The Resilient Terrorist: How Criminal Diversification Impacts the Longevity and Durability of Terrorist Groups
This dissertation project seeks to understand the myriad and complex ways that terrorist groups are changed by a strategic diversification into criminal activity. Relying on new data gathered through interviews, process tracing, a new dataset, and a desk review of secondary literature, I find that terrorist groups intentionally and strategically diversify into criminal activity. By doing so, they extend their organizational longevity, resilience to counterterrorism efforts, and may alter their target selection to incorporate profit motive. Thus, they evolve from a purely political entity to a more hybrid model with different goals, strategic vision, and methodology. Thus, the organization becomes more resilient to traditional counterterrorism efforts and enjoys greater durability and longevity than those which primarily rely on other types of resourcing. I explore these theoretical assertions in two empirical case studies in the Horn of Africa and Colombia. These findings have significant policy implications for both the individual states struggling with asymmetric violent actors as well as the global community.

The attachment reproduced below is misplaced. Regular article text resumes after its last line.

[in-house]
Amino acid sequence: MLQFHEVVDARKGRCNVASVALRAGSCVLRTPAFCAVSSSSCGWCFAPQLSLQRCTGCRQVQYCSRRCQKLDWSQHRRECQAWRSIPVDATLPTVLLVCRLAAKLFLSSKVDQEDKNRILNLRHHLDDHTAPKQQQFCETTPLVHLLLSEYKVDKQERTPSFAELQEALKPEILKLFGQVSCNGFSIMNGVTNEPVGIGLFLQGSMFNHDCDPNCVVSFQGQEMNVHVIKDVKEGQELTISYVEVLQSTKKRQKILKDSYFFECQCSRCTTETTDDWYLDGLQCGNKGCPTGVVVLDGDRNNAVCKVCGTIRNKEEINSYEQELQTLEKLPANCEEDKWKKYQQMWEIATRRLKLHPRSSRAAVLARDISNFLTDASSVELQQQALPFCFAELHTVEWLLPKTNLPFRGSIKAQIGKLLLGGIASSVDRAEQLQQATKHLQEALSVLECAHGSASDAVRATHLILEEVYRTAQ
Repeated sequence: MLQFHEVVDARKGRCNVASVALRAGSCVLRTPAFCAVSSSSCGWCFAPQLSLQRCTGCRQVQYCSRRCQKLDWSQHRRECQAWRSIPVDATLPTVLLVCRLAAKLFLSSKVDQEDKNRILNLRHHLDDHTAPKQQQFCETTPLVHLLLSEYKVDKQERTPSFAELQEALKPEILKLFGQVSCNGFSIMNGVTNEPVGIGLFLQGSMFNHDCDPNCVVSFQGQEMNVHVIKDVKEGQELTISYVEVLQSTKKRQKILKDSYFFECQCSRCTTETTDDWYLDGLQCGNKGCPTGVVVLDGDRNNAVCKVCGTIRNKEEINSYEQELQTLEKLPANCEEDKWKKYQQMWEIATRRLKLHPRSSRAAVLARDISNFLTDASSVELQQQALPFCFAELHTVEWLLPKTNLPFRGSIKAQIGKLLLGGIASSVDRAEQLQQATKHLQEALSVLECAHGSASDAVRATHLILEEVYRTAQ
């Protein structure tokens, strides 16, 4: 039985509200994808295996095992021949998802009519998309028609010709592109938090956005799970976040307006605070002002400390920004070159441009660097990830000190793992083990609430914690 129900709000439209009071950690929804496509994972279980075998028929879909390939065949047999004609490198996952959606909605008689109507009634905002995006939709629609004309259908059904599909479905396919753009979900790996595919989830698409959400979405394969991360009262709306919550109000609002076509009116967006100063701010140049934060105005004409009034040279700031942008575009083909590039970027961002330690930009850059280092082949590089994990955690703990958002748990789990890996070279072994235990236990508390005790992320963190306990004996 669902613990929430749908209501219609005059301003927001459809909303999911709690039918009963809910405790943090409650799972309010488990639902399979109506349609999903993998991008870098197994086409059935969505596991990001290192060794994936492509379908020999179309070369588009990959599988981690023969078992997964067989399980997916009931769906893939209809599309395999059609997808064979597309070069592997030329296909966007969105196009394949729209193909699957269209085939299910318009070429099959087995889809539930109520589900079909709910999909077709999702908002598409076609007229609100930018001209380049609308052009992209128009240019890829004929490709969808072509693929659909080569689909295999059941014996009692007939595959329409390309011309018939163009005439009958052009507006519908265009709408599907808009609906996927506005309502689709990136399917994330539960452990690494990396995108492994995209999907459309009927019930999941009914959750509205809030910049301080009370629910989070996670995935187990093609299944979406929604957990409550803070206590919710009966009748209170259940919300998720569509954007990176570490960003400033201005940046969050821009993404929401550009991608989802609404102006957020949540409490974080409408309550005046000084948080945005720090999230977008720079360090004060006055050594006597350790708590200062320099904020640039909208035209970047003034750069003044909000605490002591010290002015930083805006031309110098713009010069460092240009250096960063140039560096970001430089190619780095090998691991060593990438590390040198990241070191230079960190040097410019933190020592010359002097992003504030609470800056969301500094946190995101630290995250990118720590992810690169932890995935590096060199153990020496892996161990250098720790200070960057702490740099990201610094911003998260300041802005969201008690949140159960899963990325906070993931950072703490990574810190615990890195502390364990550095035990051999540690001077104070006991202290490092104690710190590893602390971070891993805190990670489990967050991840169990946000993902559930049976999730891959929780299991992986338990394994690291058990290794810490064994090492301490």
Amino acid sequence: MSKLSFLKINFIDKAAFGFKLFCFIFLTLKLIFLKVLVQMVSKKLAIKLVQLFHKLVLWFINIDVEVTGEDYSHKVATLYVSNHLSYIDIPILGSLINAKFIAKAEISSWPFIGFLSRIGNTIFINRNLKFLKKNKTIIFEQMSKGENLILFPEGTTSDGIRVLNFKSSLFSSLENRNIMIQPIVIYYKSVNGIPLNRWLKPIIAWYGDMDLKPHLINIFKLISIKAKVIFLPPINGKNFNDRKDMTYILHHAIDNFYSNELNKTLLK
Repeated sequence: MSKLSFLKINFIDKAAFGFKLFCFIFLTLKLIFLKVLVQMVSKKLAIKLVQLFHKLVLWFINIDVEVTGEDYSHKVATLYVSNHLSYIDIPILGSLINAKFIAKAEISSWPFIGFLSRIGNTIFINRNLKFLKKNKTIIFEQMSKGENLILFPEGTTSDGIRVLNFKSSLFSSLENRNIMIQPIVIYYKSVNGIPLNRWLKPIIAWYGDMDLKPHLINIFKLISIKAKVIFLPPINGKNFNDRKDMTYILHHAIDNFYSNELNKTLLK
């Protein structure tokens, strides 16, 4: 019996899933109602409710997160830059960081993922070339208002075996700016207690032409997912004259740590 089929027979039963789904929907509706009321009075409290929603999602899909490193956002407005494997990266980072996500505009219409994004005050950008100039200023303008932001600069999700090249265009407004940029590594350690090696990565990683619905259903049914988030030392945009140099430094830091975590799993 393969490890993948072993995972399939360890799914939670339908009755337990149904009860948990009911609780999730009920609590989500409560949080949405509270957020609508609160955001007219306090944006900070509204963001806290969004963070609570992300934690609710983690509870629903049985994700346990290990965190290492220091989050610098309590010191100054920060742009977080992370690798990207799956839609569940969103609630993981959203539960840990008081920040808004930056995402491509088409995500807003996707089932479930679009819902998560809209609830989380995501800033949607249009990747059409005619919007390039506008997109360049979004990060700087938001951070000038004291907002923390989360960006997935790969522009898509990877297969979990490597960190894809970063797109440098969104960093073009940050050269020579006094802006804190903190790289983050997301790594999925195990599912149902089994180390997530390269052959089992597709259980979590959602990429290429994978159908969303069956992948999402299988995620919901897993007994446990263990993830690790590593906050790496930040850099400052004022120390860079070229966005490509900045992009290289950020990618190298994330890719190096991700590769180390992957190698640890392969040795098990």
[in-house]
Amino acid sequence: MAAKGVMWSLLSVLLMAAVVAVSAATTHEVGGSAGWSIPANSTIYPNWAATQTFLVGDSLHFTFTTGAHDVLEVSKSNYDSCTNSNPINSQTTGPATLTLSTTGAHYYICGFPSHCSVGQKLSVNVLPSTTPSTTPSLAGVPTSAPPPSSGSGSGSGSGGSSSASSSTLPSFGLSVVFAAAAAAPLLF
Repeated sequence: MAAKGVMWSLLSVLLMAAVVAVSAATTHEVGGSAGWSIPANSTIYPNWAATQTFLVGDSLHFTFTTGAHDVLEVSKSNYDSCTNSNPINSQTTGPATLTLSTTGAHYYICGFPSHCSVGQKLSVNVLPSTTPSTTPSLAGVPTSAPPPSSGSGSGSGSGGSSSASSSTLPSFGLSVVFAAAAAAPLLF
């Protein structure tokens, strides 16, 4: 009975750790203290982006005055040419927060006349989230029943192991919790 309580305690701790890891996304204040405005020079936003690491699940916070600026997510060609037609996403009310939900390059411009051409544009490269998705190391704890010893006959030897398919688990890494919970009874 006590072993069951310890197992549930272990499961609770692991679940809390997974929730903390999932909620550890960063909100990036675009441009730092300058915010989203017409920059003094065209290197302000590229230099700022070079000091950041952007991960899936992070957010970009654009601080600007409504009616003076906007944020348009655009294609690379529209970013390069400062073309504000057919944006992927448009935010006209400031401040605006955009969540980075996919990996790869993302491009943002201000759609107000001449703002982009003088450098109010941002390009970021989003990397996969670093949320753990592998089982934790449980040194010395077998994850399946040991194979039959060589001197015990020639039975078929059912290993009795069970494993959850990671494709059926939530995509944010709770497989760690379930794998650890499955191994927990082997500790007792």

Al-Shabaab's mata Hari network
with Phoebe Donolley, in "Small Wars and Insurgencies" (forthcoming, Winter 2018)
Developing a Methodology for Assessing and Countering Transnational Organized Crime
Working Paper, U.S. Army Peacekeeping and Stability Operations (PKSOI) Working Group, Rockville, Maryland
Battling the Hydra: The Role of Special Operations Forces in Countering the Hybridization of Terror
Working Paper, presented to Annual Symposium of the Special Operations Research Association, Fort Walton Beach, Florida.
Maritime Security Cooperation in the Gulf of Aden: An Assessment of the Ongoing International Naval Effort to Combat Somali Piracy
Masters Thesis, presented at the University of San Diego Department of Political Science, San Diego, CA
Extremists in Forgotten Corners: Hezbollah in Latin America
Working Paper, presented to the International Center for Terrorism and Transnational Crime, Antalya, Turkey.